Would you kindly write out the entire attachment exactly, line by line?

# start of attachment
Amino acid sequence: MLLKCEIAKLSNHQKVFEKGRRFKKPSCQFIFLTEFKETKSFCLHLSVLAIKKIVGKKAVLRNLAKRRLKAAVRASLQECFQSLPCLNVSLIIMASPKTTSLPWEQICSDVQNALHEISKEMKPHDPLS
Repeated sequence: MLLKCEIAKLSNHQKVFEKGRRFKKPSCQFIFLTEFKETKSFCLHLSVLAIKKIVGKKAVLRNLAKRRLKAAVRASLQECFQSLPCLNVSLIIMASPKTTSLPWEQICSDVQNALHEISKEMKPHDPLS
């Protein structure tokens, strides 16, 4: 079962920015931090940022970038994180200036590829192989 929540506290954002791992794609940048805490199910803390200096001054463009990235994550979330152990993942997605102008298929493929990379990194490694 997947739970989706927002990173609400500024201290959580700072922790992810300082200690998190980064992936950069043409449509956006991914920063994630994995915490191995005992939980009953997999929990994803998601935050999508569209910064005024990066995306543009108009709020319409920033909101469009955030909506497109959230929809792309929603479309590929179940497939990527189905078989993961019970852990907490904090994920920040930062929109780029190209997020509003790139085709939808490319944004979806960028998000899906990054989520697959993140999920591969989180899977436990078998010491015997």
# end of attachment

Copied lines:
Amino acid sequence: MLLKCEIAKLSNHQKVFEKGRRFKKPSCQFIFLTEFKETKSFCLHLSVLAIKKIVGKKAVLRNLAKRRLKAAVRASLQECFQSLPCLNVSLIIMASPKTTSLPWEQICSDVQNALHEISKEMKPHDPLS
Repeated sequence: MLLKCEIAKLSNHQKVFEKGRRFKKPSCQFIFLTEFKETKSFCLHLSVLAIKKIVGKKAVLRNLAKRRLKAAVRASLQECFQSLPCLNVSLIIMASPKTTSLPWEQICSDVQNALHEISKEMKPHDPLS
């Protein structure tokens, strides 16, 4: 079962920015931090940022970038994180200036590829192989 929540506290954002791992794609940048805490199910803390200096001054463009990235994550979330152990993942997605102008298929493929990379990194490694 997947739970989706927002990173609400500024201290959580700072922790992810300082200690998190980064992936950069043409449509956006991914920063994630994995915490191995005992939980009953997999929990994803998601935050999508569209910064005024990066995306543009108009709020319409920033909101469009955030909506497109959230929809792309929603479309590929179940497939990527189905078989993961019970852990907490904090994920920040930062929109780029190209997020509003790139085709939808490319944004979806960028998000899906990054989520697959993140999920591969989180899977436990078998010491015997």